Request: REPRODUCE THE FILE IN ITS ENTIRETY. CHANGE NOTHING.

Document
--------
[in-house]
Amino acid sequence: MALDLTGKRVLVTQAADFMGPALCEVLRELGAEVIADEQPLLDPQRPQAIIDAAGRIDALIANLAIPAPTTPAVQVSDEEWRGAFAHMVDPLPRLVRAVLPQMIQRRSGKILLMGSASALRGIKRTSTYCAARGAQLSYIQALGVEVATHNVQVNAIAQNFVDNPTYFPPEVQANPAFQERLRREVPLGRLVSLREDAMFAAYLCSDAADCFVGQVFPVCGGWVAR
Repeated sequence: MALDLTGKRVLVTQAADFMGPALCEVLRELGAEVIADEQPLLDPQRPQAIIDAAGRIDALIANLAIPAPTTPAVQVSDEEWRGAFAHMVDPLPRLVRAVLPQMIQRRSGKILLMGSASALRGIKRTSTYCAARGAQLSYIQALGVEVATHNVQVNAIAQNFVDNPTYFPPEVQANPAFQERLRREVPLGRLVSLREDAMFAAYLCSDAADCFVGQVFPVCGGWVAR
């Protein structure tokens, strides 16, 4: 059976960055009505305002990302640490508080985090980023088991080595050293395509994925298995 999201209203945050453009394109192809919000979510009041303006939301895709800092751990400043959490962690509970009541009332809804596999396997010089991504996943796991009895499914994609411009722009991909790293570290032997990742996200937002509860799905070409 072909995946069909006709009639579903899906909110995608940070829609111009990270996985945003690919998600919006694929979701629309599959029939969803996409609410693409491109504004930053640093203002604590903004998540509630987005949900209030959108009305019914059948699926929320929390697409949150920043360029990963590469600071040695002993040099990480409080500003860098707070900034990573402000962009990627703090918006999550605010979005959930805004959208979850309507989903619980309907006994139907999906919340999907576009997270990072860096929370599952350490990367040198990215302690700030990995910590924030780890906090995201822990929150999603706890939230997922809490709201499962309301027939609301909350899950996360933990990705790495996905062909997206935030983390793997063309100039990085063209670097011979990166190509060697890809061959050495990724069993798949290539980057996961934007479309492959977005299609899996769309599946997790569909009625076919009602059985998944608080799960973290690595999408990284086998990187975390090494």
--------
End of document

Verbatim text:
[in-house]
Amino acid sequence: MALDLTGKRVLVTQAADFMGPALCEVLRELGAEVIADEQPLLDPQRPQAIIDAAGRIDALIANLAIPAPTTPAVQVSDEEWRGAFAHMVDPLPRLVRAVLPQMIQRRSGKILLMGSASALRGIKRTSTYCAARGAQLSYIQALGVEVATHNVQVNAIAQNFVDNPTYFPPEVQANPAFQERLRREVPLGRLVSLREDAMFAAYLCSDAADCFVGQVFPVCGGWVAR
Repeated sequence: MALDLTGKRVLVTQAADFMGPALCEVLRELGAEVIADEQPLLDPQRPQAIIDAAGRIDALIANLAIPAPTTPAVQVSDEEWRGAFAHMVDPLPRLVRAVLPQMIQRRSGKILLMGSASALRGIKRTSTYCAARGAQLSYIQALGVEVATHNVQVNAIAQNFVDNPTYFPPEVQANPAFQERLRREVPLGRLVSLREDAMFAAYLCSDAADCFVGQVFPVCGGWVAR
């Protein structure tokens, strides 16, 4: 059976960055009505305002990302640490508080985090980023088991080595050293395509994925298995 999201209203945050453009394109192809919000979510009041303006939301895709800092751990400043959490962690509970009541009332809804596999396997010089991504996943796991009895499914994609411009722009991909790293570290032997990742996200937002509860799905070409 072909995946069909006709009639579903899906909110995608940070829609111009990270996985945003690919998600919006694929979701629309599959029939969803996409609410693409491109504004930053640093203002604590903004998540509630987005949900209030959108009305019914059948699926929320929390697409949150920043360029990963590469600071040695002993040099990480409080500003860098707070900034990573402000962009990627703090918006999550605010979005959930805004959208979850309507989903619980309907006994139907999906919340999907576009997270990072860096929370599952350490990367040198990215302690700030990995910590924030780890906090995201822990929150999603706890939230997922809490709201499962309301027939609301909350899950996360933990990705790495996905062909997206935030983390793997063309100039990085063209670097011979990166190509060697890809061959050495990724069993798949290539980057996961934007479309492959977005299609899996769309599946997790569909009625076919009602059985998944608080799960973290690595999408990284086998990187975390090494």